Then you’re going to look at, okay, we understand we need to move in this direction if we want to be around in the next five years. Now, how are we going to do that? How are we going to start to attract the talent? Well, we know that the system that we’ve used to recruit in the past, actually is full of bias, and actually creates a lot of barriers to that wide pool of talent.
Harvard Business Review did some research and said that if you have a majority of minorities within your selection talent pool, you’re more likely to recruit diversity. That’s the first thing you need to look at, what is your pool? There is other research that also says that, we know that when you have female leaders, if you can’t see it, you don’t believe you can be there. You don’t believe the culture will be inclusive enough, so you need to see that.
Companies need to look at their senior management team and look at what that looks like. We know that women sales leaders, women leaders naturally recruit diversity. They recruit ethnic and gender diversity. They attract because it’s saying, I can see that I’ve got a growth plan within this company. It’s easy for them to attract a diverse employees.
There are the few things that they can do. They’ve got to look at their recruitment practice, they’ve got to look at their senior management team, but they’ve got to start with really, who are their customers? What are their customers? What direction are they moving in, and making decisions so that they can be where their customers want them to be. That’s where I would certainly start.
Gina Stracuzzi: It’s really good advice. It’s one of the reasons that we started the new PWISE certification that the Institute is going to be bestowing on companies that can actually prove that they are women and diverse friendly and it’s that. Women can see it and they know that they can go into this company and actually be in an inclusive environment.
A lot of companies can talk a good game but as you say, women and diverse candidates get in there and it’s like, “Whoa, this is not at all what I thought.” That’s what the PWISE certification is for. It’s easily more identifiable. Let’s talk about what we can do to help bring more women into sales.
Janice Gordon: Women have got to be visible. I said at the conference, if the company is blocking your boss or your senior leader, if they’re not willing to listen to our diversity of views and opinion, if they’re blocking your progress, if you’re not getting where you want to be, if you don’t feel you’ve been heard, then you need to vote with your feet because there is a war on talent and recognize you’re the talent and you have choices out there.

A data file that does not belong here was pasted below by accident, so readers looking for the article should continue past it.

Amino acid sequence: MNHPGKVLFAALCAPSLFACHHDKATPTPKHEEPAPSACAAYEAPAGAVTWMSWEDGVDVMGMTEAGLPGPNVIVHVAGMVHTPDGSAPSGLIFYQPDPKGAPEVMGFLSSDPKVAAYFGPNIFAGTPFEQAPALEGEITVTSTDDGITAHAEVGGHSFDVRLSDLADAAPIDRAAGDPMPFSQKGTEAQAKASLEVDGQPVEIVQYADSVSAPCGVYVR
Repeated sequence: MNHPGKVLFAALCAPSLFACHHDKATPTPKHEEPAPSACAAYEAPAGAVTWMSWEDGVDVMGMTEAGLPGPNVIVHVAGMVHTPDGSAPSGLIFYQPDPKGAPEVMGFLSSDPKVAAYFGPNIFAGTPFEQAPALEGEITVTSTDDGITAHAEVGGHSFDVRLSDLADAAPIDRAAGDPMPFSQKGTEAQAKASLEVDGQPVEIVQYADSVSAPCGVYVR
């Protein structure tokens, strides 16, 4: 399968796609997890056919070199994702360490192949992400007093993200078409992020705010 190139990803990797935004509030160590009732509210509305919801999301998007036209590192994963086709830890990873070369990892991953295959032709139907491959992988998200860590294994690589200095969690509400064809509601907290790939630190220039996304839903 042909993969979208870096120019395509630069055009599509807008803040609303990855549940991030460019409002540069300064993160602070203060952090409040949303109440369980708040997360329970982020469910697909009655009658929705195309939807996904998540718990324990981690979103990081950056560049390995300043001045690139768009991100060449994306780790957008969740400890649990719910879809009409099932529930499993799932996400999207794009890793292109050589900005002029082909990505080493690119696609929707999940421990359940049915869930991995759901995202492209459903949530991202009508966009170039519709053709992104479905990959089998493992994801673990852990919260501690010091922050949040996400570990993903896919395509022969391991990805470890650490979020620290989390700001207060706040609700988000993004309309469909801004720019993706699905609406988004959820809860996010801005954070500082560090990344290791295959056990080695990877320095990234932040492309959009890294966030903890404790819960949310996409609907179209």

You need to go to a company, whether it is inclusive and open. You need to start being very vocal, and making sure that you’re visible within organizations and having the courage. You may be with a company where they need a certain level of education. You’re going to invest some time in it, but if they’re not jumping at having you in there as an advantage, helping them to move the needle, then I really think we need to go somewhere else.
Eventually, you’re going to get companies that are biting off your hand, but I don’t think it’s healthy for you to sit there and suffer in silence. You’ve got to be visible and you’ve got to be vocal because you’re not only representing yourself, you’re representing the sales industry. You and I know, because you and I Gina are campaigning on this a lot, you and I know that it’s good for the industry. You and I know that buyers, our customers, want us to move in that direction.
There are a lot of people within the industry, the bro culture, that we continue to see that haven’t quite got it, but that’s okay. We need to keep moving the needle and keep pushing. This is not the time to think, “I’ve got into this company, then I’m going to rest on my laurels”. No, we’ve really got to continue to move the needle. I would like in 10 years’ time not to be talking about this and I’m sure you would as well.
For the moment, we’ve just got to keep pushing. The women, what I would say to the women that are in organizations, you need to start asking questions. I often ask leaders, not just sales leaders, but CEOs, I ask them, what is the makeup of their senior management team?
I’m not looking to embarrass anybody but the more people that ask those kinds of questions, the more the senior management team, the CEO, the chairperson will think actually, why am I being asked this question? I need to do something about this, because I don’t really want to be stumbling at my answers anymore. I need to do something.
We need to keep asking those questions and not asking people to justify the answer, but I think when you just ask those really targeted questions of our senior leadership, how is this representative of our customer base? Really understanding what your customers want, and being in touch with your customers would help the organizations to move in a direction that is going to create more competitive advantage. I’m sorry, women, we’ve just got to keep pushing the needle.
Gina Stracuzzi: There has never been a better time to push the needle because we have the power of need on the side of the employer. That doesn’t mean you’re reckless with it but it does mean that you use your voice and you use your visibility in your role if you’ve got it to say we need more me. That is excellent advice.